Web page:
As mobile and digital platforms continue to explode, one set of differences news organizations and advertisers will be interested in are the news habits of those who choose one device over another and those who get news on multiple mobile devices. Already, the data show some clear distinctions.

In addition to spending more total time with news, dual-device news users are more drawn to using apps for news on their tablet. Fully 58% of those who get news on both a tablet and smartphone have news apps on their tablet, compared with 37% who just get news on the tablet. And, more than a quarter, 27%, mostly get news through apps, versus 18% who just get news on the tablet. Conversely, 54% mainly use the browser, compared with 66% of tablet-only news users. On the smartphone, these differences don’t come through as about half of each group (those who just use the smartphone and those who use both), have news apps and a majority of each get news mostly through the browser.

Dual-device news users are also more active news consumers on each of their devices than are those who just use one device. On the tablet, nearly all in both groups read headlines regularly, but dual-device news users are more likely to follow those headlines and read full articles (76% of dual-device news users who check headlines do so at least a fair amount of the time versus 60% of tablet-only news users). Those who get news on both mobile devices are also more likely to at least sometimes read in-depth articles on their tablet (82% versus 62%). Dual-device users are more likely to read past issues of magazines on their tablet, 35% versus 19% of tablet own mobile news users. 

Using the tablet for social networking is also much greater among dual-device news users. They are more likely to get news through email or social networking (47% versus 28%) and to share news that way (38% versus 24%). And nearly a quarter, 23%, regularly or sometimes post comments to news articles versus just 9% of tablet-only news users.

On the phone, the only difference that stands out is greater video news watching among dual-device news users (39% versus 29% of those who just get news on a smartphone).

Perhaps the difference that stands out most is willingness to pay. Dual-device users are more likely than tablet-only news users to have paid for news on the tablet (though still only 9% of dual device news users have paid, compared with 2% of tablet only news users).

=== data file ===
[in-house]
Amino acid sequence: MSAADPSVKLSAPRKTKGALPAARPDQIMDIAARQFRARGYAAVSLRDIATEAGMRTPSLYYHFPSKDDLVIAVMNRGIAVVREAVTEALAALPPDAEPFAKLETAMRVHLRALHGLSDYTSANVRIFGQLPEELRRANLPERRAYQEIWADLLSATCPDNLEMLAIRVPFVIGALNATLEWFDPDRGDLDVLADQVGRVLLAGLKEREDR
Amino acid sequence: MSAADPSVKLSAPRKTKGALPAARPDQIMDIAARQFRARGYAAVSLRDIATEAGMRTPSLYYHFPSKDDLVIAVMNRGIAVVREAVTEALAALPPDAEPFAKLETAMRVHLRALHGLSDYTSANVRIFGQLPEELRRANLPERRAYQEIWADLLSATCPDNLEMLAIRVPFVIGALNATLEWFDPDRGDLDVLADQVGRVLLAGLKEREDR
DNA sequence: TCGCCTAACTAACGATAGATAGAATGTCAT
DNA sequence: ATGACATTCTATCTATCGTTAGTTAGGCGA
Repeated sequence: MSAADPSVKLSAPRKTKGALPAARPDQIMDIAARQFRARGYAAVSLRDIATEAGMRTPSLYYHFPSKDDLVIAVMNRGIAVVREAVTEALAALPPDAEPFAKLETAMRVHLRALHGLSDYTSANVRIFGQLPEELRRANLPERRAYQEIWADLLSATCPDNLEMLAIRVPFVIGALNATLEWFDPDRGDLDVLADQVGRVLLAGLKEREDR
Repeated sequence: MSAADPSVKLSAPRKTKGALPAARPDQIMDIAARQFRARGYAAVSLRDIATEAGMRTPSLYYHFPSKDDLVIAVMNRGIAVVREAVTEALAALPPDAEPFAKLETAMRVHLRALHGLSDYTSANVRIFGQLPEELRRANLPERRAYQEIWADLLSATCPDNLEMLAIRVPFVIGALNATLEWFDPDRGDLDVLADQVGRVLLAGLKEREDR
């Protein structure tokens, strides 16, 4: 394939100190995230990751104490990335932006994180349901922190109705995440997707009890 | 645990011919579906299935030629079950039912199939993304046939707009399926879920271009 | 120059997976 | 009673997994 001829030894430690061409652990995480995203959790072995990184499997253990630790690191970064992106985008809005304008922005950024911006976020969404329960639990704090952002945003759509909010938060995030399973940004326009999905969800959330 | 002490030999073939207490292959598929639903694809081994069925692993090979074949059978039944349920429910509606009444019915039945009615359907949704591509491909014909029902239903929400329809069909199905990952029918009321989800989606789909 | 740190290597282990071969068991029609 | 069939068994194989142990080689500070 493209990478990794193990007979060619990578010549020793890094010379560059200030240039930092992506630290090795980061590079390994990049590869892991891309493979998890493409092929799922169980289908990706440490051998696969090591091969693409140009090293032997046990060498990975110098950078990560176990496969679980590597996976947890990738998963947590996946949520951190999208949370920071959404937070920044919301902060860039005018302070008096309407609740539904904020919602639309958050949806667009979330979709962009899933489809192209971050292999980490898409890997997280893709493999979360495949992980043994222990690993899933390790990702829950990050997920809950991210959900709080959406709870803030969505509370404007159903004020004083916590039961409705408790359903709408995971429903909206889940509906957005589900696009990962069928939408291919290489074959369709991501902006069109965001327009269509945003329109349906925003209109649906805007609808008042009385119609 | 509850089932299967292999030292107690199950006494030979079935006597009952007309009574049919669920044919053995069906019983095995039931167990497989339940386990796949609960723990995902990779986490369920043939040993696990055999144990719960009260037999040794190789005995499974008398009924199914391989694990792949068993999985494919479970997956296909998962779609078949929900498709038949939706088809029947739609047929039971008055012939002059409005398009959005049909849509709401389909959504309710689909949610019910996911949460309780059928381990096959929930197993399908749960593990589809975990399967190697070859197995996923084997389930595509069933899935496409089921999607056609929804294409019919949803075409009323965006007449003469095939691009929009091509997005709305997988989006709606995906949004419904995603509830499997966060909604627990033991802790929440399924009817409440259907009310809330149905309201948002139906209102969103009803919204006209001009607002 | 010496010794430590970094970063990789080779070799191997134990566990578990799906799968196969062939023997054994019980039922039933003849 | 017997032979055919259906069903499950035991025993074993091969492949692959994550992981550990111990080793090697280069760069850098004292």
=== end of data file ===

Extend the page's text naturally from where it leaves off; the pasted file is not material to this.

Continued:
In addition, those who get news on both mobile devices are more likely to have a news subscription of any kind – print or digital. About half, 51%, have a news subscription, compared with 38% of tablet only news users and 36% of smartphone only news users.  Those who get news on a tablet and smartphone are more likely to have print and digital news subscriptions. What’s more, these dual mobile device news users are considering giving up their print subscriptions at a far higher rate, 38%, than those who just use one of the mobile devices but also have a print subscription (20% tablet only news users; 17% smartphone only news users).

Cross-Platform Use-Desktops Remain Important

PEJ has documented in the past that as people expand their mobile news landscape, they are not abandoning older platforms. The data in this new survey confirm those findings and add greater insight into the appeal of these cross-device and cross platform news users to both news organizations and those that advertise with them. 

Close to half, 45%, of mobile news consumers (those who gets news on a tablet, smartphone or both) get news on a desktop/laptop daily and 75% do so at least weekly. Print is not nearly as popular, with 45% getting news from print publications weekly and just 18% doing so daily (25% never do).

When asked about the platform they prefer most for different kinds of news consumption, a fondness for these older forms comes through. A majority (56%) of digital news consumers who also get news on the laptop/desktop but not in print prefer the desktop most for news. But digital news users who also get news in print are more divided – 38% prefer print and 34% the desktop or laptop with even fewer preferring the tablet (16%) or smartphone (12%).  

For longer articles, the preference for print among those who get news that way is even stronger; 57% of digital and print news consumers prefer reading in-depth articles in print while just 26% prefer the desktop/laptop computer. And among the digital news consumers who do not get news in print, fully 72% prefer their conventional computer for reading in-depth articles.

Mobile news consumers also still turn to their desktop or laptop for their social networking use. More digital news consumers use their computer (58%) most often for sharing and receiving news through social networks than their smartphone (24%) and their tablet (13%).